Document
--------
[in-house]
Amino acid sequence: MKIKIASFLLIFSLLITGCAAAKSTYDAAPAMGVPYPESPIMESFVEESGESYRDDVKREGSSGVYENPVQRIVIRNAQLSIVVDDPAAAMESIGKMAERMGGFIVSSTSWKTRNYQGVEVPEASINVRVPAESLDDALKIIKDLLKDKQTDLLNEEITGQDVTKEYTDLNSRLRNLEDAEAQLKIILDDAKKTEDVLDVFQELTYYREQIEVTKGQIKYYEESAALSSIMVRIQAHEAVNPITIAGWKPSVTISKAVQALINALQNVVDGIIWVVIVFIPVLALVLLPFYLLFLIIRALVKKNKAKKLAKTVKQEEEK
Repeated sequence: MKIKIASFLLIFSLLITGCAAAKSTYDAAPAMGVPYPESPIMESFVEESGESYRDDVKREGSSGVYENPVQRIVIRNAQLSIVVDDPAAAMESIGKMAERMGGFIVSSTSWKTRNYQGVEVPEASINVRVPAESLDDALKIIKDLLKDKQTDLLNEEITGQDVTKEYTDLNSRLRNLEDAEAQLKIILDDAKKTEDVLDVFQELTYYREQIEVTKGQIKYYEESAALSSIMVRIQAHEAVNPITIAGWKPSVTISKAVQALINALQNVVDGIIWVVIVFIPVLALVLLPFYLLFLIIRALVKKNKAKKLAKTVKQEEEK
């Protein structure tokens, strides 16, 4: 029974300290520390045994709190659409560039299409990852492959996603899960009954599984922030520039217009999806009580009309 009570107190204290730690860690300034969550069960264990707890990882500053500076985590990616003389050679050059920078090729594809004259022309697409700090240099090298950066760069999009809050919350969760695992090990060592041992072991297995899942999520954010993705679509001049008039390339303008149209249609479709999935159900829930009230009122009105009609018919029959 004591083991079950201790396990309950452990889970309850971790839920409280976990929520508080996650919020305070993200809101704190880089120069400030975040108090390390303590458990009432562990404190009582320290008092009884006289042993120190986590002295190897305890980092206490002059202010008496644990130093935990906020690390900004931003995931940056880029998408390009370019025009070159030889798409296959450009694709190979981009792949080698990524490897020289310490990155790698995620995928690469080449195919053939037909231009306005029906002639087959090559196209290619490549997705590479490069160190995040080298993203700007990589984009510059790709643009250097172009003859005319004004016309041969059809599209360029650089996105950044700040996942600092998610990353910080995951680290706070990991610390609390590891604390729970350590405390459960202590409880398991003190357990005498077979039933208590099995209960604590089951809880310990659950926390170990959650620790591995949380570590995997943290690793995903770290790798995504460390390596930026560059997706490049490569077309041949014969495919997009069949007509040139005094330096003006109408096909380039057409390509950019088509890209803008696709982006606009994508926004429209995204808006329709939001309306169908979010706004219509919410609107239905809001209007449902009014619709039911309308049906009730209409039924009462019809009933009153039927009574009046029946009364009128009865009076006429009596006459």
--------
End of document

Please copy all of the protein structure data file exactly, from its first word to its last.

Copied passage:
[in-house]
Amino acid sequence: MKIKIASFLLIFSLLITGCAAAKSTYDAAPAMGVPYPESPIMESFVEESGESYRDDVKREGSSGVYENPVQRIVIRNAQLSIVVDDPAAAMESIGKMAERMGGFIVSSTSWKTRNYQGVEVPEASINVRVPAESLDDALKIIKDLLKDKQTDLLNEEITGQDVTKEYTDLNSRLRNLEDAEAQLKIILDDAKKTEDVLDVFQELTYYREQIEVTKGQIKYYEESAALSSIMVRIQAHEAVNPITIAGWKPSVTISKAVQALINALQNVVDGIIWVVIVFIPVLALVLLPFYLLFLIIRALVKKNKAKKLAKTVKQEEEK
Repeated sequence: MKIKIASFLLIFSLLITGCAAAKSTYDAAPAMGVPYPESPIMESFVEESGESYRDDVKREGSSGVYENPVQRIVIRNAQLSIVVDDPAAAMESIGKMAERMGGFIVSSTSWKTRNYQGVEVPEASINVRVPAESLDDALKIIKDLLKDKQTDLLNEEITGQDVTKEYTDLNSRLRNLEDAEAQLKIILDDAKKTEDVLDVFQELTYYREQIEVTKGQIKYYEESAALSSIMVRIQAHEAVNPITIAGWKPSVTISKAVQALINALQNVVDGIIWVVIVFIPVLALVLLPFYLLFLIIRALVKKNKAKKLAKTVKQEEEK
């Protein structure tokens, strides 16, 4: 029974300290520390045994709190659409560039299409990852492959996603899960009954599984922030520039217009999806009580009309 009570107190204290730690860690300034969550069960264990707890990882500053500076985590990616003389050679050059920078090729594809004259022309697409700090240099090298950066760069999009809050919350969760695992090990060592041992072991297995899942999520954010993705679509001049008039390339303008149209249609479709999935159900829930009230009122009105009609018919029959 004591083991079950201790396990309950452990889970309850971790839920409280976990929520508080996650919020305070993200809101704190880089120069400030975040108090390390303590458990009432562990404190009582320290008092009884006289042993120190986590002295190897305890980092206490002059202010008496644990130093935990906020690390900004931003995931940056880029998408390009370019025009070159030889798409296959450009694709190979981009792949080698990524490897020289310490990155790698995620995928690469080449195919053939037909231009306005029906002639087959090559196209290619490549997705590479490069160190995040080298993203700007990589984009510059790709643009250097172009003859005319004004016309041969059809599209360029650089996105950044700040996942600092998610990353910080995951680290706070990991610390609390590891604390729970350590405390459960202590409880398991003190357990005498077979039933208590099995209960604590089951809880310990659950926390170990959650620790591995949380570590995997943290690793995903770290790798995504460390390596930026560059997706490049490569077309041949014969495919997009069949007509040139005094330096003006109408096909380039057409390509950019088509890209803008696709982006606009994508926004429209995204808006329709939001309306169908979010706004219509919410609107239905809001209007449902009014619709039911309308049906009730209409039924009462019809009933009153039927009574009046029946009364009128009865009076006429009596006459």